>>towards us. Terrified youths, apparently scared of arrest and injury in
    >>equal degrees raced past us. Dodging them and the cars we ducked back into
    >>the hospital compound and someone pulled shut the metal gate. My whole
    >>shook in fury and fear. Half of me wanted to run for cover. The other
    >>the part of me that was furious at the brutality of the soldiers and
    >>exploding with rage at the injustice of the situation, wanted to go out
    >>join the shabab, wanted to pick up stones and hurl them at the animals
    >>shooting at us. Shooting at us because Palestinian youths have the
    >>to demand their freedom, the gall to remind the world that they are human
    >>beings too with rights and pride, and the desperation to risk everything
    >>the pursuit of justice.
    >>I didn't join them though. I cowered behind the gate until it seemed
    >>and the youths started to return to the area. We opened the gate and
    >>outside the hospital to see what was going on. We had just resumed our
    >>places when the soldiers starting attacking again. Again some 200
    >>turned around towards me and fled. They looked scared; I was terrified.
    >>sounds of the bullets were getting louder and louder as the soldiers came
    >>closer. Again we fled into the hospital compound and waited.
    >>A few minutes later it was calm again. One of our groups sprinted to her
    >>(which was parked right in the line of fire) and I opened the hospital
    >>for her. The buaab (part gatekeeper, part security man), a cheerful
    >>man in his fifties, smiled at me gratefully and asked in Arabic if I was
    >>from with the group from '48 Palestine.
    >>It was surreal. We stood in the street exchanging greetings. He offered me
    >>cold drink, I explained what I as doing in Palestine. The shooting
    >>and the youths retreated again. And we stood making small talk.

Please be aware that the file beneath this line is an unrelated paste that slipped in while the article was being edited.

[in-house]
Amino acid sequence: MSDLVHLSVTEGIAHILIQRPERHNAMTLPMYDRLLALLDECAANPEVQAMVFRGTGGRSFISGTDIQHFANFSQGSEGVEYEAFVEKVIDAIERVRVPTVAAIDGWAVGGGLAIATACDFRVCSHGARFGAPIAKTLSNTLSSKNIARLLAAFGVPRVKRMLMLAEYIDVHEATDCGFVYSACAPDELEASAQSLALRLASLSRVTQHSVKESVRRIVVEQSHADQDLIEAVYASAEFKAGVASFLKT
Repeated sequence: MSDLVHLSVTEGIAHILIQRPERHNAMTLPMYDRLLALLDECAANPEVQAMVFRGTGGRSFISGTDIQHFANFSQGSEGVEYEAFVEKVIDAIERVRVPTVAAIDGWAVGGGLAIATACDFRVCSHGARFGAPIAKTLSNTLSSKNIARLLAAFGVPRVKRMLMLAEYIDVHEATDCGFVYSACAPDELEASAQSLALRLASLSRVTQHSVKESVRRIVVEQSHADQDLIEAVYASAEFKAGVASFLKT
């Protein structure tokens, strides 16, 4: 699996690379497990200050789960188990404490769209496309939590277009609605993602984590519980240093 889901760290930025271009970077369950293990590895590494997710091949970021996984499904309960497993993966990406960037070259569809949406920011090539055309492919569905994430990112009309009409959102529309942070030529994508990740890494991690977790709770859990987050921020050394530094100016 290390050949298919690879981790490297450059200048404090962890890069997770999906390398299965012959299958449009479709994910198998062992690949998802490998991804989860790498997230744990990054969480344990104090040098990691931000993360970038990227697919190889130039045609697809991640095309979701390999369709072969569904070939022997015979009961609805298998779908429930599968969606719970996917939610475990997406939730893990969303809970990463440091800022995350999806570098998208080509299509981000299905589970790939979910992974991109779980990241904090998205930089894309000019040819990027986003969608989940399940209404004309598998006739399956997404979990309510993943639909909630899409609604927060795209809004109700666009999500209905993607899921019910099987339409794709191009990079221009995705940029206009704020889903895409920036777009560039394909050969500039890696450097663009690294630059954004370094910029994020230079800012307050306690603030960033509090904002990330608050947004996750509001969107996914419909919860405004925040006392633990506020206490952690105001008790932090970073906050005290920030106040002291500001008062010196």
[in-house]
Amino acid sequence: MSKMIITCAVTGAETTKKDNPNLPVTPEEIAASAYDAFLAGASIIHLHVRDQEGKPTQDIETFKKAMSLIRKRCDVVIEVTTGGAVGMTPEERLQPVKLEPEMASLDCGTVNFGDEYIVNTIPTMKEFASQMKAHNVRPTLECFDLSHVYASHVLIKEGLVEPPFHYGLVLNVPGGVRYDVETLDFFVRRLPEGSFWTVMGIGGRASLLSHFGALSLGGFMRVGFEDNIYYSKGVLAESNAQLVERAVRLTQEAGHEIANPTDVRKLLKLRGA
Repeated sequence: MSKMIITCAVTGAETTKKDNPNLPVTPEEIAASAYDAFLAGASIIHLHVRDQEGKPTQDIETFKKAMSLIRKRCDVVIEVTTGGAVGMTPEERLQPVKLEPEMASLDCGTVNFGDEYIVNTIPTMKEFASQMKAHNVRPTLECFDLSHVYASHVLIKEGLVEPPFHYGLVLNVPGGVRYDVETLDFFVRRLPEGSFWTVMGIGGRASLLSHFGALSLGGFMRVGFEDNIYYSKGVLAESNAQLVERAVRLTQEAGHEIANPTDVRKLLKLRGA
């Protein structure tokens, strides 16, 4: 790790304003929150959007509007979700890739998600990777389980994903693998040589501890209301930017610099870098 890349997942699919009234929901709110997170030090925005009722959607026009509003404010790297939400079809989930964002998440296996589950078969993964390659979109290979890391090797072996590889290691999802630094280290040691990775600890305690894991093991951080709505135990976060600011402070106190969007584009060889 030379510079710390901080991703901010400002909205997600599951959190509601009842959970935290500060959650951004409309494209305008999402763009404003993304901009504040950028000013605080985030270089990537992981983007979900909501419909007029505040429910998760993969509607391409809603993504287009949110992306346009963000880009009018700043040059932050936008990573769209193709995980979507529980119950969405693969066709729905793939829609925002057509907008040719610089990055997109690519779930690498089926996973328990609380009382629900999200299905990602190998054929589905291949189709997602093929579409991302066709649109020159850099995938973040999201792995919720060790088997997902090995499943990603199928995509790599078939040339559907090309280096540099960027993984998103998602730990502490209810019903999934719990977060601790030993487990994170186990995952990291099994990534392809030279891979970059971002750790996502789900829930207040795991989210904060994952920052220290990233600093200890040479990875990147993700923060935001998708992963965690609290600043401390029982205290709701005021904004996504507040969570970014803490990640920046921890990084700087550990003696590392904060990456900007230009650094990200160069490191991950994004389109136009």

>>Finally we moved behind the gate. Our group was, we realize, stranded: our
    >>bus was outside but the gunfire was too heavy to reach it, and anyway, our
    >>driver was smarter than we were - he was nowhere to be found. So, we did
    >>next best thing to getting the hell out of there. We had lunch.
    >>My hands shook as I lifted my fork and used my knife. They were still
    >>shaking several hours later when I called my parents to tell them I was
    >>By the time we finished eating things had calmed down. The youths were
    >>there. And the soldiers were still there. But the shooting had paused
    >>enough for us to get to the bus. We got on the bus quickly and drove away
    >>towards the center of town. In three minutes we were at the Garden of
    >>Gethsemeny. Tourists were giggling as they chatted to each other and
    >>marveled at the buildings and the trees. I fought the urge to get out of
    >>bus and shake them. I wanted to shout at them. "Don't you realize that
    >>are KILLING teenagers less that 1km from here? Do you care about nothing
    >>old stones and buildings? How can you go sightseeing when quite literally
    >>around the corner, Palestinians are fighting for their lives and for their
    >>freedom? You want sights, I'll show you sights. Go to the hospitals. See